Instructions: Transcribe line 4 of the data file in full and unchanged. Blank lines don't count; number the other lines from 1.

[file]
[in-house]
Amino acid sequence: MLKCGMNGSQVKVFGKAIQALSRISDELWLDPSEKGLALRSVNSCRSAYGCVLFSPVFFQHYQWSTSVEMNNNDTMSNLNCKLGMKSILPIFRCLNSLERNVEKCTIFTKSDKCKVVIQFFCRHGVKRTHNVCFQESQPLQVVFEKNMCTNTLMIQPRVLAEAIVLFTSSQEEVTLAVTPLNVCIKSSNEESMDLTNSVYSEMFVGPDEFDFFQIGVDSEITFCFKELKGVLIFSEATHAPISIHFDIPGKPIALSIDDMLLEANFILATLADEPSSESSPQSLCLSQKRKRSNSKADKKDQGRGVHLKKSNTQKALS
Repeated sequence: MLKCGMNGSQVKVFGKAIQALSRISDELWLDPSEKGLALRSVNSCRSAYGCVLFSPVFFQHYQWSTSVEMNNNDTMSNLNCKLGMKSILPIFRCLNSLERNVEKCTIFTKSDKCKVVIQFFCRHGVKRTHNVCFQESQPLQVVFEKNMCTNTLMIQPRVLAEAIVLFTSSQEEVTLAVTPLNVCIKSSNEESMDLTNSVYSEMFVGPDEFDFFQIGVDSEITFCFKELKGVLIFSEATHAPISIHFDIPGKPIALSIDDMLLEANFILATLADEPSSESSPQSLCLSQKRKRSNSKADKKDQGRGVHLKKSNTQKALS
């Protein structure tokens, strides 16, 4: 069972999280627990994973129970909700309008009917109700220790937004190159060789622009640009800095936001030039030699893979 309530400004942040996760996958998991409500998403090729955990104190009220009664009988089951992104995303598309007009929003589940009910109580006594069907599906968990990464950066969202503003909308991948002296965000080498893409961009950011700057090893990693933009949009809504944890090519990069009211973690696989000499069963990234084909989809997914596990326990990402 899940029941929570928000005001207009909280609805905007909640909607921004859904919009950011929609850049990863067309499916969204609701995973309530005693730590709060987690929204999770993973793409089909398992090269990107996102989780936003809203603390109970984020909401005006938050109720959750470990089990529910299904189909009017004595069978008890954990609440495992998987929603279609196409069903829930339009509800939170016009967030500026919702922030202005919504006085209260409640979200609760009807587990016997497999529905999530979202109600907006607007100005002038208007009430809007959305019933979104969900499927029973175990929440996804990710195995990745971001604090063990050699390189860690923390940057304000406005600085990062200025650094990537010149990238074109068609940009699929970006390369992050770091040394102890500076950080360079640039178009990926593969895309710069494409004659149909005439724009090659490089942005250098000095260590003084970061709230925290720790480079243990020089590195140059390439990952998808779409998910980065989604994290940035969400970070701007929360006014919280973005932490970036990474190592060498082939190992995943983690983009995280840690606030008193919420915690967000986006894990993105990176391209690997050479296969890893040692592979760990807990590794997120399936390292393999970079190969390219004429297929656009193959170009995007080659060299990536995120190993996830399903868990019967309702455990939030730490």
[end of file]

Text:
């Protein structure tokens, strides 16, 4: 069972999280627990994973129970909700309008009917109700220790937004190159060789622009640009800095936001030039030699893979 309530400004942040996760996958998991409500998403090729955990104190009220009664009988089951992104995303598309007009929003589940009910109580006594069907599906968990990464950066969202503003909308991948002296965000080498893409961009950011700057090893990693933009949009809504944890090519990069009211973690696989000499069963990234084909989809997914596990326990990402 899940029941929570928000005001207009909280609805905007909640909607921004859904919009950011929609850049990863067309499916969204609701995973309530005693730590709060987690929204999770993973793409089909398992090269990107996102989780936003809203603390109970984020909401005006938050109720959750470990089990529910299904189909009017004595069978008890954990609440495992998987929603279609196409069903829930339009509800939170016009967030500026919702922030202005919504006085209260409640979200609760009807587990016997497999529905999530979202109600907006607007100005002038208007009430809007959305019933979104969900499927029973175990929440996804990710195995990745971001604090063990050699390189860690923390940057304000406005600085990062200025650094990537010149990238074109068609940009699929970006390369992050770091040394102890500076950080360079640039178009990926593969895309710069494409004659149909005439724009090659490089942005250098000095260590003084970061709230925290720790480079243990020089590195140059390439990952998808779409998910980065989604994290940035969400970070701007929360006014919280973005932490970036990474190592060498082939190992995943983690983009995280840690606030008193919420915690967000986006894990993105990176391209690997050479296969890893040692592979760990807990590794997120399936390292393999970079190969390219004429297929656009193959170009995007080659060299990536995120190993996830399903868990019967309702455990939030730490």